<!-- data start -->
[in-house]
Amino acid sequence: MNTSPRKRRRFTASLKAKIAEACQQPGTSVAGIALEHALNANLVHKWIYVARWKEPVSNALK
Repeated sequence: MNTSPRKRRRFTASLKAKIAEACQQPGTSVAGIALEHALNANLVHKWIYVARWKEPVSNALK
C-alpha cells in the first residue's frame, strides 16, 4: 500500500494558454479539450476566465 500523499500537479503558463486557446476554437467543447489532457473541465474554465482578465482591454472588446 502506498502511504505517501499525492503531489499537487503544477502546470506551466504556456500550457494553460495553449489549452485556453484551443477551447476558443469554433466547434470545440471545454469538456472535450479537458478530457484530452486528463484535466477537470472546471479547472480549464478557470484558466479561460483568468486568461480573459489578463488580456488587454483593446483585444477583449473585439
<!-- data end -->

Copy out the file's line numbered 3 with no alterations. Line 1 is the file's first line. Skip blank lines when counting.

Repeated sequence: MNTSPRKRRRFTASLKAKIAEACQQPGTSVAGIALEHALNANLVHKWIYVARWKEPVSNALK